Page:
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Leadership struggles are between ostensible allies. AAP/Sam Mooy

Reporters or players? What is the media’s role in leadership struggles?

When we think of news coverage of politics, we tend to think of the most frequent conflict in the news: that between the major political parties. In the two-sided contest to form government, the conflict is zero-sum, winner-takes-all and decided by public opinion. It is zero-sum in that if one side’s prospects are improving, the other’s are necessarily declining. It is winner-takes-all in that there is a chasm between winning and losing.

No matter how close or one-sided the result, one party is in government, the other in opposition. It is decided by the swinging and uncommitted voters, sometimes seen as those least interested in politics.

The publicity interests are clear. Each side is constantly looking for chances to criticise the other; to magnify the appearance of conflict between them; to discredit and destroy their opponents. There are few incentives for restraint.

The logic of this contest is pursued by both sides ever more ruthlessly and cynically; the result is the sterile and predictable mutual negativity which so commonly passes for political debate.

The publicity interests in internal party conflicts are very different. In leadership contests in particular, the media’s role is often markedly different from the competition between parties.

The distinctive nature of leadership conflicts – and of the media’s role in them – can be summarised in seven key points.

In the party’s interests

Leadership struggles are between ostensible allies, so normally need to be contained in the larger interests of the party.

Electoral strategists uniformly believe that disunity is death. In the 1990 election, with the Liberal Party divided between those supporting Andrew Peacock and those supporting John Howard, Bob Hawke repeated over and over:

If you can’t govern yourselves, you can’t govern the country.

So, electorally pragmatic and cohesive parties attempt to minimise the appearance of internal disunity. In normal circumstances, criticisms are not personalised, and differences are understated. In the climax and aftermath of a leadership coup, however, the discipline often slips – and treacherous assassins are at least temporarily accused.

A deeply personal conflict

Leadership struggles are the most personal of all political conflicts. The contenders typically have an extensive direct personal relationship and, in addition, one refracted through the media.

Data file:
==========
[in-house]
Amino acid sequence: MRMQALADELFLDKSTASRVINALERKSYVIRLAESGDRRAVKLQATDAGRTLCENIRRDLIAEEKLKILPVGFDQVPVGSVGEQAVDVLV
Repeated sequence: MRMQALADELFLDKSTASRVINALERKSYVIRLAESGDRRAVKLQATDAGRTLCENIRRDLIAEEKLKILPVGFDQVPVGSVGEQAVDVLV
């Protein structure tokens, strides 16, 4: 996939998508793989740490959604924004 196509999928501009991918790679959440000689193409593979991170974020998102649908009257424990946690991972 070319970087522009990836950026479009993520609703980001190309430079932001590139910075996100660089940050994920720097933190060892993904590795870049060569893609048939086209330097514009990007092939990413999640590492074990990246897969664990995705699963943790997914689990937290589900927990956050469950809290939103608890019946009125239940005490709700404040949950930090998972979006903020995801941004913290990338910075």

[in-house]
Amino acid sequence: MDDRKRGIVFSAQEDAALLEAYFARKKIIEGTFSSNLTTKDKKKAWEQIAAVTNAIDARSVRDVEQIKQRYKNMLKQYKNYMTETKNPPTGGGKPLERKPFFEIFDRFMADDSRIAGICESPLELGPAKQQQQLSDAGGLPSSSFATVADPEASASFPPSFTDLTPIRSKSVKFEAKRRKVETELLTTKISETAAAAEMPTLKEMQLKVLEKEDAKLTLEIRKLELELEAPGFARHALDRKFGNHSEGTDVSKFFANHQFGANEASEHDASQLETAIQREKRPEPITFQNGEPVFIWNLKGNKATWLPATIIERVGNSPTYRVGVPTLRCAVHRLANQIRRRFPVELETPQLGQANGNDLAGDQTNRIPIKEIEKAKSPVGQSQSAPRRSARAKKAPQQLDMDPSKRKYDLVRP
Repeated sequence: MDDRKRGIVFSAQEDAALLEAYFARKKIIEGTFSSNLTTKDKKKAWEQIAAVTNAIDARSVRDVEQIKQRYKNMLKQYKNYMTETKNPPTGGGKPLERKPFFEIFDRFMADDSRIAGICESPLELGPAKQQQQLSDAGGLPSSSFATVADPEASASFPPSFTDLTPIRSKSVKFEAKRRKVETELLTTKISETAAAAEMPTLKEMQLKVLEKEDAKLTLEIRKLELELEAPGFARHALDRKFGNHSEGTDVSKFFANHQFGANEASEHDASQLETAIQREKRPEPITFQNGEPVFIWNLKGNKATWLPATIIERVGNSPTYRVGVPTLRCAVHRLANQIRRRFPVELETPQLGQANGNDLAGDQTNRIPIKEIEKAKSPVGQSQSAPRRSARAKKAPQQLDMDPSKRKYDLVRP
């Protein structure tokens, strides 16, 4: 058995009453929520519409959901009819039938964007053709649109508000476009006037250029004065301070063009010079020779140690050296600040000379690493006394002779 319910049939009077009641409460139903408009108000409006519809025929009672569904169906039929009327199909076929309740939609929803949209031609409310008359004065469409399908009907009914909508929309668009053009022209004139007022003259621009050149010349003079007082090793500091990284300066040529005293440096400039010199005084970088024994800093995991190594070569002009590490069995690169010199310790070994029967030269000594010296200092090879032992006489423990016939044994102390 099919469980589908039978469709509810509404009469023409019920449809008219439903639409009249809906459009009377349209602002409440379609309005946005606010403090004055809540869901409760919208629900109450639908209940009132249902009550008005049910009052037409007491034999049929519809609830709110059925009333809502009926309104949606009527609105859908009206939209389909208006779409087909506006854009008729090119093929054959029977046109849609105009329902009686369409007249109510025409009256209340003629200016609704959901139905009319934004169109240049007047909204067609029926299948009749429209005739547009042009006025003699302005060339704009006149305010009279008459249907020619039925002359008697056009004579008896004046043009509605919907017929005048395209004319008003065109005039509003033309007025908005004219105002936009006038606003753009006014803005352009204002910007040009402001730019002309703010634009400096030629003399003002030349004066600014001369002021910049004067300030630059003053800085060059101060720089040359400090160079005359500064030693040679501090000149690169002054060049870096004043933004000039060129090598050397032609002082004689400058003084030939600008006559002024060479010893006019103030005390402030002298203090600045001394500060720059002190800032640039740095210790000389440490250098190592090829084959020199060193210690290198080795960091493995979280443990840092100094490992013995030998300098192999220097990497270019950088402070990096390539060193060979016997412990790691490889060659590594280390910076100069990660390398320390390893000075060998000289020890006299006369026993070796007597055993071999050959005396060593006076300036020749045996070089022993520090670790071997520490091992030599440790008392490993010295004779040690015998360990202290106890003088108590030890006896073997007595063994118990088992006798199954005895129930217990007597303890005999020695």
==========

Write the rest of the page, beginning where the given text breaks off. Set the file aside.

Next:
Most political conflicts are conducted at a distance, or in stylised, limited encounters. Their conduct is relatively impersonal. Party leadership challenges are unique among political conflicts because of the complexity of the relationship. The contenders are not only simultaneously allies as well as antagonists, but, in addition, they have frequent and wide-ranging interactions with each other, and a direct, even intimate, personal relationship.

Paul Keating biographer John Edwards observed of Hawke and Keating that:

They had after all worked more closely with each other over the last eight years than either of them ever had with anyone else. Both of them believed the work they had done [together] was the most interesting and important they would ever do.

The mixture of public alliance and private opposition would be a minefield anyway, but the difficulties are magnified because news reports are biased towards highlighting the most dramatic aspects, focusing overwhelmingly on the degree of conflict between the leaders. News reports then often impinge directly on issues of trust and reading others’ intentions.

Paul Keating (right) replaced Bob Hawke as prime minister in 1991 after a period of leadership tension. AAP/Paul Miller

In public and in private

The publicity strategies in leadership struggles are typically marked by public correctness and private criticism.

Except in times of great stress, public correctness is the rule. However, background briefings and leaks, by the contenders themselves or their proxies, are typically much less inhibited. American media observer Howard Kurtz observed the same process in presidential primary contests:

Day after day I watch the candidates gently criticise their rivals. And then [behind a curtain of anonymity] I watch their spinners and spokesmen eviscerate the opponents in language that their bosses would never dream of using.